Donbei isn’t just instant udon, it’s an okonomiyaki building block.

Noodle maker Nissin is most famous for their Cup Noodle instant ramen, but the company also produces Donbei, one of Japan’s favorite brands of instant udon noodles.

Except recently Donbei has become popular not just among people wanting instant noodes, but also among people wanting a quick, easy way to make okonomiyaki.

Sometimes called “Japanese pizza” or “Japanese savory pancakes,” okonomiyaki is a flat-grilled mixture of flour, cabbage, and whatever else you want to put in it (okonomiyaki translates literally to “grilled things you like”). Since noodles are one of the most popular additions to okonomiyaki, Nissin itself figured out you could use a pack of Donbei instant udon as a starting point from which to cook okonomiyaki, and even put up a recipe for doing so on its official website.

Intrigued, and hungry, our Japanese-language reporter Masanuki Sunakoma decided to try it out, and gathered the necessary ingredients.

● Ingredients
Donbei Kitsune Udon (one pack)
Egg (1)
Cabbage (80 grams [2.8 ounces])
Flour (3 tablespoons)
Water (100 milliliters/3.4 ounces)
Cooking oil

Step 1: Open the Donbei cup and transfer everything (the noodles, tofu, and other toppings) into a plastic bag. Also open up the broth base packet and pout it in.

Step 2: Close up the bag and crush the contents. You can use a rolling pin if you’re feeling fancy or you can do what Masanuki did and just use your fists.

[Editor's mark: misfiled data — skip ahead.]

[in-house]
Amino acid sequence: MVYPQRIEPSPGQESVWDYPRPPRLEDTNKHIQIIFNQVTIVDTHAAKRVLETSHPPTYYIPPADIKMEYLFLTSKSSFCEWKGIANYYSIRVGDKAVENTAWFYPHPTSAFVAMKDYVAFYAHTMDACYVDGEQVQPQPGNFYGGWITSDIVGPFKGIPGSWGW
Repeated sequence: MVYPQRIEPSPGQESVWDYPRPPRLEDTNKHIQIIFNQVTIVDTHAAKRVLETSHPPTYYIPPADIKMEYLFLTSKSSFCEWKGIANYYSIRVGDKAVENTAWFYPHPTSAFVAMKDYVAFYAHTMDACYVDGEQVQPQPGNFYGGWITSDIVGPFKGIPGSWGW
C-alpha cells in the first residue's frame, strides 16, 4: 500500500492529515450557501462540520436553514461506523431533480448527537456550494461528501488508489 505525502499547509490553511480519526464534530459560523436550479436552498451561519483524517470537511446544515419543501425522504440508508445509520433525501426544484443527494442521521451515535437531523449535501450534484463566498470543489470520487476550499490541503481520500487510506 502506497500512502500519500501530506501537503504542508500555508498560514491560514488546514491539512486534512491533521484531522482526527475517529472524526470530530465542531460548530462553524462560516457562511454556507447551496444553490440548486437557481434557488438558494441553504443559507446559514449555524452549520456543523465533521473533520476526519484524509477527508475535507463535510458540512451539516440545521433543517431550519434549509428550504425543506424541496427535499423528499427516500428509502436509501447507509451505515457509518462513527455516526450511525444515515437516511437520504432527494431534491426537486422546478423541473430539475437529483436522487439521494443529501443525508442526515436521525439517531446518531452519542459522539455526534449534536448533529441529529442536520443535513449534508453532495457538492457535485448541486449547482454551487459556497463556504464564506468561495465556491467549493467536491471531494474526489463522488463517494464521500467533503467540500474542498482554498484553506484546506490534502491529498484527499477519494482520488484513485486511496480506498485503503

Step 3: Open up the bag and transfer the crushed contents to a bowl. Add the egg, cabbage, flour, and water, then mix well.

Step 4: Put a small amount of cooking oil in a frying pan, then pour in the contents of the bowl and cook until the bottom of the mixture starts to get just a little crisp.

Step 5: After the bottom becomes crisp, turn the mixture over and cook the other side. Once both sides are lightly crisp, place a cover over the frying pan and cook on low heat for five more minutes to ensure a fluffy center.

And with that, you’re ready to eat!

The recipe’s quantities cook up a surpassingly big okonomiyaki, and you might even have enough to share with someone if neither or you is a particularly big eater.

For a few finishing touches, Masanuki gave his Donbei okonomiyaki a few squeezes of mayonnaise (a common okonomiyaki condiment) and a sprinkling of bonito flakes, but these are both optional extras.

Taking his first bite, Masanuki was instantly impressed with how tasty it was, and also by the excellent texture. After just a quick bit of crispiness, it quickly gives way to a soft and fluffy mouthfeel, with the chewy noodles adding yet another interesting element. Flavor-wise, you’ve got the familiar comfort-food taste of udon broth, a salty soy base with bonito stock accents.

And again, since pretty much any topping is permissible for okonomiyaki, you can spruce this recipe up with whatever else you happen to have on hand (strips of pork, shrimp, cheese, etc.). Just remember, though, that covering the frying pan with a lid for the final part of the cooking phase is a must, in order to get the texture right.

So thanks for the recipe, Nissin, and we’ll be sure to cook up another the next time we’re craving okonomiyaki or just don’t want Final Fantasy’s Sephiroth to be angry with us.

Reference: Nissin
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